Nintendo investigating Foxconn over underage employment at a factory in China
Foxconn found underage interns, some as young as 14, working at one of its factories in China
Nintendo said on Thursday the company was investigating how underage interns were employed at a Foxconn factory in China, which assembles products for the Japanese gaming company.
"Nintendo is in communication with Foxconn and is investigating the matter," the company said in a statement. "We take our responsibilities as a global company very seriously and are committed to an ethical policy on sourcing, manufacture and labor."
The factory, which is located in the coastal city of Yantai, had been employing an undisclosed number of interns below the legal working age of 16, according to an internal investigation by Foxconn. Some of the interns were as young as 14, and had been working at the factory for three weeks.
The employment of the underage interns at the factory was first reported this week by Chinese media and New York-based China Labor Watch. Foxconn on Tuesday said the company had apologized to the students, and taken steps to return the interns back to their schools.
Foxconn regularly employs students from vocational schools as part of its intern program, which contributes to 2.7 percent of the manufacturing giant's total workforce of 1.2 million in China, according to the company.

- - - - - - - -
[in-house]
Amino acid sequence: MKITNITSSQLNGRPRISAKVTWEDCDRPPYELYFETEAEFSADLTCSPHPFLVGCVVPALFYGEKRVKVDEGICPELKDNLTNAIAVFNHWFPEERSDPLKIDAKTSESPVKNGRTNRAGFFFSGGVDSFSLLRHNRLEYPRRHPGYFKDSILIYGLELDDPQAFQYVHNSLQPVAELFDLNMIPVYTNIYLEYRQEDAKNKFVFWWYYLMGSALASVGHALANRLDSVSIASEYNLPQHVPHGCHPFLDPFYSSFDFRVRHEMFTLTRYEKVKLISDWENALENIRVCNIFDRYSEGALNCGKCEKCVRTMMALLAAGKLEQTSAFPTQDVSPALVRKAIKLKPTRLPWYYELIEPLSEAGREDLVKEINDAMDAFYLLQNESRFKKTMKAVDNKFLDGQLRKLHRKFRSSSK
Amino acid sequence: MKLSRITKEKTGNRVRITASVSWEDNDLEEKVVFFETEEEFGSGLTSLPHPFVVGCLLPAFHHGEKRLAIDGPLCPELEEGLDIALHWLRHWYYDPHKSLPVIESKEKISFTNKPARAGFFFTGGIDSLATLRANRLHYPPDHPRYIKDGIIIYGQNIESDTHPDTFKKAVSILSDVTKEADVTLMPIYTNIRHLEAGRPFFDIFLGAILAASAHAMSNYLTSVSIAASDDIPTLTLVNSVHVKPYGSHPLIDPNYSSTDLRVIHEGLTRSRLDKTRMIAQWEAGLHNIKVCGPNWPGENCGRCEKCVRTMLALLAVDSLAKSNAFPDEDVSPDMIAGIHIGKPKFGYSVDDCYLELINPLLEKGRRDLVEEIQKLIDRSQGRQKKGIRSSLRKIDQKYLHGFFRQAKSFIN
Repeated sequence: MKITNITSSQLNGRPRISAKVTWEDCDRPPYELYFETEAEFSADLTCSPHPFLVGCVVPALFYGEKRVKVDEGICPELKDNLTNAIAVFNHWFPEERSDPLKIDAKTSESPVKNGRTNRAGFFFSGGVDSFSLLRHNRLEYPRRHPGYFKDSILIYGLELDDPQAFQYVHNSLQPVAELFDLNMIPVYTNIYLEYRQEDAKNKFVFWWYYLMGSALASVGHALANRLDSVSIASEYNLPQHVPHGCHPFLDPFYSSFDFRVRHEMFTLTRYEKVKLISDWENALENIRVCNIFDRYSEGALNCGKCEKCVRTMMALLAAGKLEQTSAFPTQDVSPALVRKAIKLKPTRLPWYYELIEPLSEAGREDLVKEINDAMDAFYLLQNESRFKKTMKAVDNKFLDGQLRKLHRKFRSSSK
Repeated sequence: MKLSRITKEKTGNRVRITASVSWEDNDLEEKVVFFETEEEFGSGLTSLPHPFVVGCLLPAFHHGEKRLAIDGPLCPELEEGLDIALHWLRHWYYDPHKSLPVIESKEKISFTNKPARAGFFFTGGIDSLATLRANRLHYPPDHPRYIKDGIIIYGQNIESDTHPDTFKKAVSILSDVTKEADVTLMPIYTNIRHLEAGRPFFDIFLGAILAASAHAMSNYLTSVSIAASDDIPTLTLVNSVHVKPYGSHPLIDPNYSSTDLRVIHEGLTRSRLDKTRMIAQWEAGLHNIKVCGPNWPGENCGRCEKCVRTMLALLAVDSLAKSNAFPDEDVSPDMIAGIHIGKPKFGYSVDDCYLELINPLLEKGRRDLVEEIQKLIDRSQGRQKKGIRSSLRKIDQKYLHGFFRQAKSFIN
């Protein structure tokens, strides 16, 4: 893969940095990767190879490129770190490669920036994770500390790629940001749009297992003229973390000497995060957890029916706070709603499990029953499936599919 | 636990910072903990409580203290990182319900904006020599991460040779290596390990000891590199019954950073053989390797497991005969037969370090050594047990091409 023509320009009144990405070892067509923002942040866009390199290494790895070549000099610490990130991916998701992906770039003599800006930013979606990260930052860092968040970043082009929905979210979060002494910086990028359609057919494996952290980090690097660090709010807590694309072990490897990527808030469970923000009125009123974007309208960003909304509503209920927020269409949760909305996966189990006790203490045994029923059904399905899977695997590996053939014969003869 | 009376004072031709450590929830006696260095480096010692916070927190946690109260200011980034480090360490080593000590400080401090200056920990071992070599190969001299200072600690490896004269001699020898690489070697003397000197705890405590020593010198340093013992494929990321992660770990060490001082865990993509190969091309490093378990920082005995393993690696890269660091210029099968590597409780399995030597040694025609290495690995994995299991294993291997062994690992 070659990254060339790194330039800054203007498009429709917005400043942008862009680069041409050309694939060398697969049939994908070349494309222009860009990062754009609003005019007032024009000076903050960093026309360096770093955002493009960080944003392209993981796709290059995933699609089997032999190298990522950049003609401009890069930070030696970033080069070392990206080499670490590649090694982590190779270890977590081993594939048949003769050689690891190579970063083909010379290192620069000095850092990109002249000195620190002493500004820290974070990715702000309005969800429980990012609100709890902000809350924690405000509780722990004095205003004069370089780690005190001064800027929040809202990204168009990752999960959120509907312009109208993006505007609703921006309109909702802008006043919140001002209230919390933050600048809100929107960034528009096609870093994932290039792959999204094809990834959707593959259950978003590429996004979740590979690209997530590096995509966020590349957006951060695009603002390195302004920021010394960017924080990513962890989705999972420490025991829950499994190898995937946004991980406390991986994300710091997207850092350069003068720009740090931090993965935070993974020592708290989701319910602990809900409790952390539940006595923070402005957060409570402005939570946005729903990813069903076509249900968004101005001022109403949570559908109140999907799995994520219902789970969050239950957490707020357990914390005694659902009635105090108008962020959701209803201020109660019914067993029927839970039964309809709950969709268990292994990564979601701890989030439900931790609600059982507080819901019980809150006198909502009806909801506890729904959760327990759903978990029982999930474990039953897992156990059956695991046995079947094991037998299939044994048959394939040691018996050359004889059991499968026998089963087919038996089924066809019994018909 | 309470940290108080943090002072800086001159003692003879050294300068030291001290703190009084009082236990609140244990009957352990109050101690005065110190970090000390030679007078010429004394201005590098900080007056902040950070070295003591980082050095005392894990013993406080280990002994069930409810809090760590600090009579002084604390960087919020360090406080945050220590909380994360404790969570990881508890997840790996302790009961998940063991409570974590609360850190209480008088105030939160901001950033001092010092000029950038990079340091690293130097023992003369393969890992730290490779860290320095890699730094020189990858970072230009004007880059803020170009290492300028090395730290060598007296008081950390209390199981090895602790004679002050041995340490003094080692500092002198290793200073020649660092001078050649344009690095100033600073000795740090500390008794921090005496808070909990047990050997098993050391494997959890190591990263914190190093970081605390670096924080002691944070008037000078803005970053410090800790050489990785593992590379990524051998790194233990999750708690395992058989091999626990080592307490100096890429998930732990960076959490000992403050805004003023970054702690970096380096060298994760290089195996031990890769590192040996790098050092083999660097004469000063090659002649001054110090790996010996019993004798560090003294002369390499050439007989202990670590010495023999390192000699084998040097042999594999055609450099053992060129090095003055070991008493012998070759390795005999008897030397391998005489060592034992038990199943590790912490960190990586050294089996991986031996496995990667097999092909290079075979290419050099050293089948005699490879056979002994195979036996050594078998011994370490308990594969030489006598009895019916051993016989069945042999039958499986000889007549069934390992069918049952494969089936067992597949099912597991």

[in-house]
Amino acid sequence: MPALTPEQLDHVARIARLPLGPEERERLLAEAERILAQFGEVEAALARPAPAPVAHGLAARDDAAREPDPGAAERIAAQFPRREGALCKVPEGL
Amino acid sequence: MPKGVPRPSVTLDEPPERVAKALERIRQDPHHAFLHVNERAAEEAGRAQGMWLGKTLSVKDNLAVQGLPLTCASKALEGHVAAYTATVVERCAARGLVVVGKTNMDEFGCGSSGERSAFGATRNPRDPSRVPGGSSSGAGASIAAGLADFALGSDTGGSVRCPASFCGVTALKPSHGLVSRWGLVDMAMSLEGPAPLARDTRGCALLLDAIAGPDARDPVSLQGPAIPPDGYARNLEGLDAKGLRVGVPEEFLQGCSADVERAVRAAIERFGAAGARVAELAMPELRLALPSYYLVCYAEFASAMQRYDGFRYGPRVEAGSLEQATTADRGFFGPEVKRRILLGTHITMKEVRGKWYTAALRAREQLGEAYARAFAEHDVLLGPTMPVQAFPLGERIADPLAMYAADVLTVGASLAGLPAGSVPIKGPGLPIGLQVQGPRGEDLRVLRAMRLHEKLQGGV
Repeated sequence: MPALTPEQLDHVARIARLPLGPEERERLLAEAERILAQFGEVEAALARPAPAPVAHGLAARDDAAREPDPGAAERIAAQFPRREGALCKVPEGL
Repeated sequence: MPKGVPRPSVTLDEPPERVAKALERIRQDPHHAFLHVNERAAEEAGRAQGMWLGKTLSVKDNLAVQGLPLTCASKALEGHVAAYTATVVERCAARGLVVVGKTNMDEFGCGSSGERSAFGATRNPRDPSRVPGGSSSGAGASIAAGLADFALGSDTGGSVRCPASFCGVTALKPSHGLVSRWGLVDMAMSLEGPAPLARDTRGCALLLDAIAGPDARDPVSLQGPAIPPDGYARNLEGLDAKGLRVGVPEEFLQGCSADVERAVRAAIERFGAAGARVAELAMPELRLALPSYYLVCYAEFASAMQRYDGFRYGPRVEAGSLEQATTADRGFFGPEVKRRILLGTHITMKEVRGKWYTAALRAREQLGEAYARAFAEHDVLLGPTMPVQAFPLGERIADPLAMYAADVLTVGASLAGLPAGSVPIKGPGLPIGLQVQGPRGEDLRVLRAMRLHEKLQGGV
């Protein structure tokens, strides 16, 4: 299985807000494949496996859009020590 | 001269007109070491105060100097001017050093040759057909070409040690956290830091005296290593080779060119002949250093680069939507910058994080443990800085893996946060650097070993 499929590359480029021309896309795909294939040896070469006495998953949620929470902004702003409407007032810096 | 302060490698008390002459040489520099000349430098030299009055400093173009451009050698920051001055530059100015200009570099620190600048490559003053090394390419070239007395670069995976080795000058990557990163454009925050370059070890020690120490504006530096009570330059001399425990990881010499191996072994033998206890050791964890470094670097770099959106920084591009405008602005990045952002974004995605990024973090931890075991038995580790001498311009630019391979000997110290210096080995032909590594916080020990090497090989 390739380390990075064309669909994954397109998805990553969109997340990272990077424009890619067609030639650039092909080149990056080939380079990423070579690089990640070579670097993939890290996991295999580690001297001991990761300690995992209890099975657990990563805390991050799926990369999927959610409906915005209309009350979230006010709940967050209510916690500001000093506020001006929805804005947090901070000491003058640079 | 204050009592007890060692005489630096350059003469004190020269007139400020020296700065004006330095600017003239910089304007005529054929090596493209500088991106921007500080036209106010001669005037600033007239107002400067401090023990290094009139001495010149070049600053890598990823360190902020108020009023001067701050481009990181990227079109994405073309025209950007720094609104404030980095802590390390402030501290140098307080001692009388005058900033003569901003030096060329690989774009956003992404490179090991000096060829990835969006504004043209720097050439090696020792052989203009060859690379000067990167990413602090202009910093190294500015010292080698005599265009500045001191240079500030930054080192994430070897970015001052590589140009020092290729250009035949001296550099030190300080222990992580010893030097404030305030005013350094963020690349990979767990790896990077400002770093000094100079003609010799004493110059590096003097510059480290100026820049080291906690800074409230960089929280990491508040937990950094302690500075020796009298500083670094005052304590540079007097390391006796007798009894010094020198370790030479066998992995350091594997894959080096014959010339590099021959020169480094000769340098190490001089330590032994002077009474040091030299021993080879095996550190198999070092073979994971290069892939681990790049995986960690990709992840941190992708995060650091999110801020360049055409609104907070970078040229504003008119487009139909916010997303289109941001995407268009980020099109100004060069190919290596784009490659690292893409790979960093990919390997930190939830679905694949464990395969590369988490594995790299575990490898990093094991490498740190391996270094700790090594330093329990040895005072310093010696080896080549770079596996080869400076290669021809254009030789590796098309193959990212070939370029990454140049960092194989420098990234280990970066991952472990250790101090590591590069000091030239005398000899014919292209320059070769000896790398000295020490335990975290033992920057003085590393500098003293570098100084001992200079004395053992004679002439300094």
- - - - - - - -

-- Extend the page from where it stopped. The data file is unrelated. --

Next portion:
The Taiwanese manufacturing giant is carrying out a full investigation and plans to work with the local government to ensure vocational schools supplying the students are in compliance with labor laws and Foxconn's policies.
While Foxconn said its found no evidence of similar violations at other company factories in China, last month China Labor Watch claimed student interns at another Foxconn factory were being forced to work at the facility in order to earn school credit. Foxconn, however, denied the charge and said interns were free to leave the program at any time.
Nintendo said in its statement it requires all of its suppliers to follow its guidelines on labor practices. " If we were to find that any of our production partners did not meet our guidelines, we would require them to modify their practices according to Nintendos policy," the company added.
A Nintendo spokesman declined to say what products and components Foxconn produces for the company.